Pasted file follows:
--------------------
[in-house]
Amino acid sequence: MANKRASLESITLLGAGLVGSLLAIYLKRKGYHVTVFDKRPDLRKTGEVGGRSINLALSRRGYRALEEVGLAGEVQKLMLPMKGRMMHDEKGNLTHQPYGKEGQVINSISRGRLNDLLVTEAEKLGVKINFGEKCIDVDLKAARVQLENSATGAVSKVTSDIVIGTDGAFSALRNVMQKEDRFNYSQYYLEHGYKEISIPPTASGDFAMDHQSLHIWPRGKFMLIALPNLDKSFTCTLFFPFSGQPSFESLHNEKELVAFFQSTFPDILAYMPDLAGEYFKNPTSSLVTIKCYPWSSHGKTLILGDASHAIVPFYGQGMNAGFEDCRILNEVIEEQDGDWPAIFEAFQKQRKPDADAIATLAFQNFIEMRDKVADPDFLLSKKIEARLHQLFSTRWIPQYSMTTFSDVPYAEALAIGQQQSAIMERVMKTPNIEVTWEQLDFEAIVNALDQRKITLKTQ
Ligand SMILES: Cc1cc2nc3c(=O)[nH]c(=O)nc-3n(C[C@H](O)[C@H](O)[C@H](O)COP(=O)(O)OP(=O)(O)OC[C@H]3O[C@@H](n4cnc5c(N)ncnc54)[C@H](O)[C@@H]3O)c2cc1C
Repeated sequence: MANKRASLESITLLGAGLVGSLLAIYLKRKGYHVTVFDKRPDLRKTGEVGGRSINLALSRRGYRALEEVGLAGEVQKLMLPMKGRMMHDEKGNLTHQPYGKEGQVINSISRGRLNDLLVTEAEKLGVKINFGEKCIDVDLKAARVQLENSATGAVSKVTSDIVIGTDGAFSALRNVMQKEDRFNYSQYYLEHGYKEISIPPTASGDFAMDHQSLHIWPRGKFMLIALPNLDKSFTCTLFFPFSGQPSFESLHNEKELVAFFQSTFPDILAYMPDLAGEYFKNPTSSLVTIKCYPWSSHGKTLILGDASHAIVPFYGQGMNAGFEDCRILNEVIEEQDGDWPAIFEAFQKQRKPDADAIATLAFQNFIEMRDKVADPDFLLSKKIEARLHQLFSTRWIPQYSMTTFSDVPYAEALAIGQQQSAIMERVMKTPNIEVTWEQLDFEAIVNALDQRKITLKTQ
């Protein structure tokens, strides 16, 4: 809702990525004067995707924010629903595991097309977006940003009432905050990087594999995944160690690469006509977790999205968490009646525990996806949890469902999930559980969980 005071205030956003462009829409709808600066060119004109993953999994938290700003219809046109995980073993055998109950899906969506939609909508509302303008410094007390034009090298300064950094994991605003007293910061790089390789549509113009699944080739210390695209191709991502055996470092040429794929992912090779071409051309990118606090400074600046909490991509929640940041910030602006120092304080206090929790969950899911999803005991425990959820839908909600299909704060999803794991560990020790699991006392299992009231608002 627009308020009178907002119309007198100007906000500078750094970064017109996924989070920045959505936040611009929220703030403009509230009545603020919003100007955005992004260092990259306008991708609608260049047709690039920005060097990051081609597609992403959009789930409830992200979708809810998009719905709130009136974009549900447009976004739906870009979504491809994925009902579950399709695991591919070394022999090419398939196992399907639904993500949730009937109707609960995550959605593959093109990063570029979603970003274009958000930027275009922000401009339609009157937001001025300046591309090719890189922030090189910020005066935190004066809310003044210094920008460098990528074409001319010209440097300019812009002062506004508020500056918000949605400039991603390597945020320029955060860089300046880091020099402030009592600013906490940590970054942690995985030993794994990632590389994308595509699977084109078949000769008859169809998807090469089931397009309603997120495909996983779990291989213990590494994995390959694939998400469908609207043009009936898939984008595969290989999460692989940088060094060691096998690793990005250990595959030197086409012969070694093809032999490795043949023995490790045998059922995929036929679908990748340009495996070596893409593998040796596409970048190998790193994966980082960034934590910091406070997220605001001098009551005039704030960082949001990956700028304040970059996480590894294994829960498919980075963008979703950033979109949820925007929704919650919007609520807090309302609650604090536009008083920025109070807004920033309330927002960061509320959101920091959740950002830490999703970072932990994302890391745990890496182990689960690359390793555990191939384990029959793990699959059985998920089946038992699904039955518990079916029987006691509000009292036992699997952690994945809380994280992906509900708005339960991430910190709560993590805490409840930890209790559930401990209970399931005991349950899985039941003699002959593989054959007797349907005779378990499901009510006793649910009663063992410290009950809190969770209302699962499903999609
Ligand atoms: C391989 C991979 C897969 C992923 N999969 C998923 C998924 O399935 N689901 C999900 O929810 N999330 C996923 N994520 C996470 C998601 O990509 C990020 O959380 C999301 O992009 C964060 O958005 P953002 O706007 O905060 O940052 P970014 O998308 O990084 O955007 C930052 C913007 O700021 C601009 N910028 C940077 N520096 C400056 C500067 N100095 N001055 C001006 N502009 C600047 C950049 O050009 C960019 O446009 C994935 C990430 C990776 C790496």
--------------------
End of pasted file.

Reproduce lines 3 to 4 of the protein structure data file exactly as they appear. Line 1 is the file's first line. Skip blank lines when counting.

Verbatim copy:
Ligand SMILES: Cc1cc2nc3c(=O)[nH]c(=O)nc-3n(C[C@H](O)[C@H](O)[C@H](O)COP(=O)(O)OP(=O)(O)OC[C@H]3O[C@@H](n4cnc5c(N)ncnc54)[C@H](O)[C@@H]3O)c2cc1C
Repeated sequence: MANKRASLESITLLGAGLVGSLLAIYLKRKGYHVTVFDKRPDLRKTGEVGGRSINLALSRRGYRALEEVGLAGEVQKLMLPMKGRMMHDEKGNLTHQPYGKEGQVINSISRGRLNDLLVTEAEKLGVKINFGEKCIDVDLKAARVQLENSATGAVSKVTSDIVIGTDGAFSALRNVMQKEDRFNYSQYYLEHGYKEISIPPTASGDFAMDHQSLHIWPRGKFMLIALPNLDKSFTCTLFFPFSGQPSFESLHNEKELVAFFQSTFPDILAYMPDLAGEYFKNPTSSLVTIKCYPWSSHGKTLILGDASHAIVPFYGQGMNAGFEDCRILNEVIEEQDGDWPAIFEAFQKQRKPDADAIATLAFQNFIEMRDKVADPDFLLSKKIEARLHQLFSTRWIPQYSMTTFSDVPYAEALAIGQQQSAIMERVMKTPNIEVTWEQLDFEAIVNALDQRKITLKTQ